Just as travel and tourism to Cuba from the United States was heating up, President Donald Trump made an announcement last Friday that will cool it down, probably way down. He said he was "canceling the last administration's completely one-sided deal with Cuba." While it's not exactly a cancellation, what it is is, at this stage, unclear.
I wasn't the only person to exclaim "Oh my!" stepping out from the elevator onto the roof deck of the new Waldorf Astoria Beverly Hills—pretty much everyone who came after me said at least something similar. Whether it was "whoa," "wow" or "jeez," it was kind of an involuntary reaction to the views to the Hollywood Hills from 12 stories up, across a deep green carpet of oaks, cottonwoods and soaring palms punctuated by terracotta-tiled roofs and the cool blue of swimming pools.
These are unusual times, and unusual times call for unusual measures. That's no less true for the International Olympic Committee, which voted last week to award two consecutive summer games at once instead of at the usual four-year interval. The result: Paris and Los Angeles will host the games in 2024 and 2028, probably in that order. I.O.C.
Muck Rack makes it simple to find people, tweets, or articles that mention any name, keyword, company, hashtag etc. We've compiled this guide to help you make the most of your search.
Selecting a term
Start searching tweets, articles from media outlets, articles mentioned in tweets, journalists'
names, titles and bios with some suggested searches:
Companies or Topics (e.g. iPhone, Microsoft)
Phrases (e.g. "cloud computing") — use quotes to keep the terms together
Twitter handles (e.g. @username) — returns those who have mentioned or replied to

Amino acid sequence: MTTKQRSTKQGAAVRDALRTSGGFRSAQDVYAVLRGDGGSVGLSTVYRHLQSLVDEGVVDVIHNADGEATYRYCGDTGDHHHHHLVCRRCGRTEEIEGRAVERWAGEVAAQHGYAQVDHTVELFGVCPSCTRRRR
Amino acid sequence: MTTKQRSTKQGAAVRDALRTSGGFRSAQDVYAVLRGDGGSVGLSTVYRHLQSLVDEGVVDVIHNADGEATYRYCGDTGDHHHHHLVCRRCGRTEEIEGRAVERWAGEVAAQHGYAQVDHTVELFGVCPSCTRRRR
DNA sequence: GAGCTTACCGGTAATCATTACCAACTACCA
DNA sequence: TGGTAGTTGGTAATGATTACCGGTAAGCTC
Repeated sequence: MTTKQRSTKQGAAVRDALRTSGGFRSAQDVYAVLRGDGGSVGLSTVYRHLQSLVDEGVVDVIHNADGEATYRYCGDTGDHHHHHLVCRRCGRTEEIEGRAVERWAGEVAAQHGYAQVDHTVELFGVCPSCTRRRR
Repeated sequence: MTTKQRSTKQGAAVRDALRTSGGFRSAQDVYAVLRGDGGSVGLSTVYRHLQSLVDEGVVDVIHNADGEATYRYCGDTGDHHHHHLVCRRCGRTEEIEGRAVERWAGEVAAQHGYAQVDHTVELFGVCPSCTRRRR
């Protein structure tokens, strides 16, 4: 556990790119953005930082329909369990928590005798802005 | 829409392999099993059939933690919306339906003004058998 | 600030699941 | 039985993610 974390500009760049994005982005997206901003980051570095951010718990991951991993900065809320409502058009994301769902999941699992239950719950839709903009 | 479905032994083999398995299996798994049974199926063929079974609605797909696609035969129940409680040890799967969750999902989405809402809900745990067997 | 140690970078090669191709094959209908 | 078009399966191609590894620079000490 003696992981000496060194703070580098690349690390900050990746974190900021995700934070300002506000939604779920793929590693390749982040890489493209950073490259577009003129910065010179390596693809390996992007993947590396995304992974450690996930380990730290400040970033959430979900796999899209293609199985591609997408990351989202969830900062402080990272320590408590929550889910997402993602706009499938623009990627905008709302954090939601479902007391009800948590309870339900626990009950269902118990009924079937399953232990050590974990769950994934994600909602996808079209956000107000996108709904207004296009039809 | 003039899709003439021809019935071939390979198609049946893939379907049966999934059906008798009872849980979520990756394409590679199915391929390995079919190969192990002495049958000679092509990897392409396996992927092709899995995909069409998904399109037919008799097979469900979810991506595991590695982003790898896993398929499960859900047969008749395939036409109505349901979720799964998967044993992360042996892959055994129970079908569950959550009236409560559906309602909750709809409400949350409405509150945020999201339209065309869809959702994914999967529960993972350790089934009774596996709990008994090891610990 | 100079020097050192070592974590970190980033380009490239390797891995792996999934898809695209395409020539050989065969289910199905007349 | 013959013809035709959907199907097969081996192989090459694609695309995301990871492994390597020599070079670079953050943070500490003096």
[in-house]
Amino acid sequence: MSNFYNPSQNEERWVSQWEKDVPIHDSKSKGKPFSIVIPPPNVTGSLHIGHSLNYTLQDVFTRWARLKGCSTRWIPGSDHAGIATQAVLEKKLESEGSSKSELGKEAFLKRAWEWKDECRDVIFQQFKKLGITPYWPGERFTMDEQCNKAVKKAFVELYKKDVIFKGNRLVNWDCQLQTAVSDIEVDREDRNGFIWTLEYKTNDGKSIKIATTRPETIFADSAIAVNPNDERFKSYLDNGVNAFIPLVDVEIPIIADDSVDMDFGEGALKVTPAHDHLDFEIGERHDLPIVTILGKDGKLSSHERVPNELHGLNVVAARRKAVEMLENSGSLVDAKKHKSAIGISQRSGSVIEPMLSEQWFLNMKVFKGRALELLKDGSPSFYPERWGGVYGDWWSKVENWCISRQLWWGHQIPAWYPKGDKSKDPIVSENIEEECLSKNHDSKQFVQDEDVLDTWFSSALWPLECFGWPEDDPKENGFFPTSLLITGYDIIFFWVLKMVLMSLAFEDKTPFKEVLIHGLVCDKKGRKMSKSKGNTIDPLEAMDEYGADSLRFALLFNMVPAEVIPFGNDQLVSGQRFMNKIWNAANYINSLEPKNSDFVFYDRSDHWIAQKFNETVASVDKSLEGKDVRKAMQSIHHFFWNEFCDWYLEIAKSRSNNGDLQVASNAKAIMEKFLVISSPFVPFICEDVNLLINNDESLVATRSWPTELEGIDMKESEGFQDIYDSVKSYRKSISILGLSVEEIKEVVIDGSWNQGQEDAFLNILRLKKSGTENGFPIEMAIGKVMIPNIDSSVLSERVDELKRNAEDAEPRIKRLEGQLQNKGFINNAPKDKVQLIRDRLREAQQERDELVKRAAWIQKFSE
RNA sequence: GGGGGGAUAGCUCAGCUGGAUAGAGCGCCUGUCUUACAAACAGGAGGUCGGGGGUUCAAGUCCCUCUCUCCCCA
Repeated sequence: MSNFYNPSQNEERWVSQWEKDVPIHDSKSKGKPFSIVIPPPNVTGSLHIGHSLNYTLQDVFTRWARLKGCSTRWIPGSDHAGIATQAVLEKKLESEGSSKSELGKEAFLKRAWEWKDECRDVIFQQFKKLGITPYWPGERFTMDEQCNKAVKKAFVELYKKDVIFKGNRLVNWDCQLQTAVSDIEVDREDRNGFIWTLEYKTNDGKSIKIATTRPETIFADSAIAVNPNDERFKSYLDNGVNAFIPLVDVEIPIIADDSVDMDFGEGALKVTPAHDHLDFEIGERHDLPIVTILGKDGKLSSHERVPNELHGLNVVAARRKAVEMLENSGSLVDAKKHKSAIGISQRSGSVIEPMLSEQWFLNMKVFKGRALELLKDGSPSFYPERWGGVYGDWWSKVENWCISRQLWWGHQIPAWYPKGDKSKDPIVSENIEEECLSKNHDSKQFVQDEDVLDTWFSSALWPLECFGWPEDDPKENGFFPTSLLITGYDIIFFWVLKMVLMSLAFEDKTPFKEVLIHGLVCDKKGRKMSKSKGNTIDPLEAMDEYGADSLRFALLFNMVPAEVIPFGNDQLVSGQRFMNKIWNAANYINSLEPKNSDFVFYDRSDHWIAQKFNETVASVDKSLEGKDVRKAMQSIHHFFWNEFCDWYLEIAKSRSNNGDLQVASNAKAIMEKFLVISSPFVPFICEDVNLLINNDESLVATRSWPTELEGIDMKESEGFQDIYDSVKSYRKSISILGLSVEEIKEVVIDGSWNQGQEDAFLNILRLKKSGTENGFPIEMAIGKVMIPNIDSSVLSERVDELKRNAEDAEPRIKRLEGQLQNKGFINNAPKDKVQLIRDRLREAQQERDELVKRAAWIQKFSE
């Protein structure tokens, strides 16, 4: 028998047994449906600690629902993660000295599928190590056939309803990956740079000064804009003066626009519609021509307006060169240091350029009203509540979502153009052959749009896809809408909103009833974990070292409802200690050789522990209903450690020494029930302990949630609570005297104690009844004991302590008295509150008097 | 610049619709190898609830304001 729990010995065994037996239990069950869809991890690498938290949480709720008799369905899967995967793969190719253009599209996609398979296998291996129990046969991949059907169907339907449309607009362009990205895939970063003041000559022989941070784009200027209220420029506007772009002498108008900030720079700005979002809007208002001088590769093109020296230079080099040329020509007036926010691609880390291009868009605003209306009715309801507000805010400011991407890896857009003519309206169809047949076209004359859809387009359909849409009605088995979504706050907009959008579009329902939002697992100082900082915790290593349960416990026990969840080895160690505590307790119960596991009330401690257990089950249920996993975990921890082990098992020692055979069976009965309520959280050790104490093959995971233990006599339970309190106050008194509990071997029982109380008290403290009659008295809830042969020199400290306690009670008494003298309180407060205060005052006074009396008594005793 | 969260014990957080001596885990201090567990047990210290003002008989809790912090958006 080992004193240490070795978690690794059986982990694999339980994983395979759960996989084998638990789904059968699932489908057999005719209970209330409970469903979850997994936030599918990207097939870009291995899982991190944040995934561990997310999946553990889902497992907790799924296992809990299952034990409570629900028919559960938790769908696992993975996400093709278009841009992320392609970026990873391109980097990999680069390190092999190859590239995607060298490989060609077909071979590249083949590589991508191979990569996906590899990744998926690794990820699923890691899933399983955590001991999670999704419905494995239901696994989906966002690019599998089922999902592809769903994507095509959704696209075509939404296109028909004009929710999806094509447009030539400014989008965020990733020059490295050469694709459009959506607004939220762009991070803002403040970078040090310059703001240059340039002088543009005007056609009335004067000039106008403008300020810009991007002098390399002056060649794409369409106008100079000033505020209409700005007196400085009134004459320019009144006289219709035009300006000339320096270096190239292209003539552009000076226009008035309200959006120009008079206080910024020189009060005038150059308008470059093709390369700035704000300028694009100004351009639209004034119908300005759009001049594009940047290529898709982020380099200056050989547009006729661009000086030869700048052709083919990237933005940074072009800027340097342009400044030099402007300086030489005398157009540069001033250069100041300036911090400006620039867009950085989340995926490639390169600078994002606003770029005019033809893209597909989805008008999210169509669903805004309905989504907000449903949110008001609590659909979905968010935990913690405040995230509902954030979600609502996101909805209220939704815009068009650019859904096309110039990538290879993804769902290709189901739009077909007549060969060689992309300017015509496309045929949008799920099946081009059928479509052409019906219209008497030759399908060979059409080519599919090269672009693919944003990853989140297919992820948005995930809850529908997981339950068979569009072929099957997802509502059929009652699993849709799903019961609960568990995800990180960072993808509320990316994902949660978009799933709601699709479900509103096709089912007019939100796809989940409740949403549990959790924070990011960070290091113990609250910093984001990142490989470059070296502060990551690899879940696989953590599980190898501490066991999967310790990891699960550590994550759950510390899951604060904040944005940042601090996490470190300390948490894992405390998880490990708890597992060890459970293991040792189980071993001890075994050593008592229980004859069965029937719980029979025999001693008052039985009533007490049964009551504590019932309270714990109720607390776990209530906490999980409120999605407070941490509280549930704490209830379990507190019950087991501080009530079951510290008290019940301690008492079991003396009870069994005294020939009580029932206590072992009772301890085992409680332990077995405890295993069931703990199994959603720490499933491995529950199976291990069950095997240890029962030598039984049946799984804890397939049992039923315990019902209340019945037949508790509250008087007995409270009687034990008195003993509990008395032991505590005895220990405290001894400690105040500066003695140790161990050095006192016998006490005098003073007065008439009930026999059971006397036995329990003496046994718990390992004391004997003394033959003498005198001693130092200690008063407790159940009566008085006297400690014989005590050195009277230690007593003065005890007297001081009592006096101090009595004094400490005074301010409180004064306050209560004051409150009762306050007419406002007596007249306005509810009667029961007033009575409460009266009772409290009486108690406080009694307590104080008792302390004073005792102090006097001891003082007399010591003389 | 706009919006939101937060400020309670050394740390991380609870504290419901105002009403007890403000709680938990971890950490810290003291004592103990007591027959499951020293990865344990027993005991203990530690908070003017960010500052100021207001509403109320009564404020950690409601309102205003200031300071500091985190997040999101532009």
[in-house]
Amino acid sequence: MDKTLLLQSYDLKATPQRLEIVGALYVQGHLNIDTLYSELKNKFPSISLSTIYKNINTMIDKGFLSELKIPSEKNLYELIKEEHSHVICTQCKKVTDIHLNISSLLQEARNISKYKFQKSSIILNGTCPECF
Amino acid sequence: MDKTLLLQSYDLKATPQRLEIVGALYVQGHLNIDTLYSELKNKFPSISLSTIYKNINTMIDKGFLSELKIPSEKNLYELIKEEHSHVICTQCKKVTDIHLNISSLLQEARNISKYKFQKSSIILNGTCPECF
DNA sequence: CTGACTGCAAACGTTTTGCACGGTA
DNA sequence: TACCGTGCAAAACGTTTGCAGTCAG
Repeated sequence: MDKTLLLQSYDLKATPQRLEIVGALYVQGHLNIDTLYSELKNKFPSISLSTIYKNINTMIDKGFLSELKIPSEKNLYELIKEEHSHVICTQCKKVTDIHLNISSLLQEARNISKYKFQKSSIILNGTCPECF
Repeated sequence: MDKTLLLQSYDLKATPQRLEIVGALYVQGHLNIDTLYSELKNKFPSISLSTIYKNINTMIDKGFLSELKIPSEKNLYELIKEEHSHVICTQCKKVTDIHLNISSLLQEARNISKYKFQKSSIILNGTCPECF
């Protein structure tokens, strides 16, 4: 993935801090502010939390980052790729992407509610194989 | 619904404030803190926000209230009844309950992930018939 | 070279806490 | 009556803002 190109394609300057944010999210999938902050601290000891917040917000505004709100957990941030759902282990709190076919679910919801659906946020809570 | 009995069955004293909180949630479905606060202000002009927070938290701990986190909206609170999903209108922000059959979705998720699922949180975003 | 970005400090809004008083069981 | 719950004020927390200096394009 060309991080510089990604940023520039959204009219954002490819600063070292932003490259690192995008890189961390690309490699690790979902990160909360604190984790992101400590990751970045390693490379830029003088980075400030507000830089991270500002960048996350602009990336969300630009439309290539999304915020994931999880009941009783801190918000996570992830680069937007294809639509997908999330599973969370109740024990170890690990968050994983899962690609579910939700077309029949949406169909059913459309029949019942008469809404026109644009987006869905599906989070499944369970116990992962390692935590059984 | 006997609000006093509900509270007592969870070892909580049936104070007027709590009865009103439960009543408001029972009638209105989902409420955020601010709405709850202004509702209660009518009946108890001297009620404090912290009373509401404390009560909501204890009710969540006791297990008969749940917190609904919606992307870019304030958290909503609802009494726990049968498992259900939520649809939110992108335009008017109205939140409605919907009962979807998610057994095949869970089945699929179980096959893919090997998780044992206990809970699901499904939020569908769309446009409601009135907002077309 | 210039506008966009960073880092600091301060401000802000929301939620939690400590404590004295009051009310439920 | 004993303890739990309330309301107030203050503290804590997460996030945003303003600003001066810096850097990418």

Names (e.g. "David Pogue")
Hashtags (e.g. #sxsw, #london2012)
Bio details (e.g. vegan, Olympics, father)
Muck Rack's Advanced Search allows for many boolean operators.
Find results that mention multiple specified terms, use AND or
+. For example, ensure each result contains both Elon Musk and Mark Zuckerberg by
searching Obama AND Romney or Obama + Romney.
Use the operators OR or , to broaden your search when you'd like either of
multiple terms to appear in results. (This is the default behavior of our search when no operators
are used.) For example, search for democrat OR republican to find results that refer to
Democrats and/or Republicans.
Use NOT or - to subtract results from your search. For
example, searching Disney will yield results about the Walt Disney Company as well as Walt Disney
World Resort. To exclude mentions of Disney World, search for Disney -World or Disney
When using one of these operators with a phrase, enclose it in quotation marks. For example, you can
find results about smartphones excluding Apple's iPhone 4S by searching smartphone -"iPhone
Exact case matching or punctuation
If you're searching for a brand name or keyword that relies on specific punctuation marks or capitalization, you can
find results that match your exact query by adding matchcase: before the keyword you're searching for, like matchcase:E*TRADE .
Use parentheses to separate multiple
boolean phrases. For example, to find journalists talking about having fun in Disney World or
Disneyland, search for ("disney world" OR disneyland) AND fun.
An asterisk can be used to search for any variation of a root word truncated by the asterisk. For example, searching for admin* will return results for administrator, administration, administer, administered, etc.
A near operator is an AND operator where you can control the distance between the words. You can vary the distance the near operation uses by adding a forward slash and number (between 0-99) such as strawberries NEAR/10 "whipped cream", which means the strawberries must exist within 10 words of "whipped cream".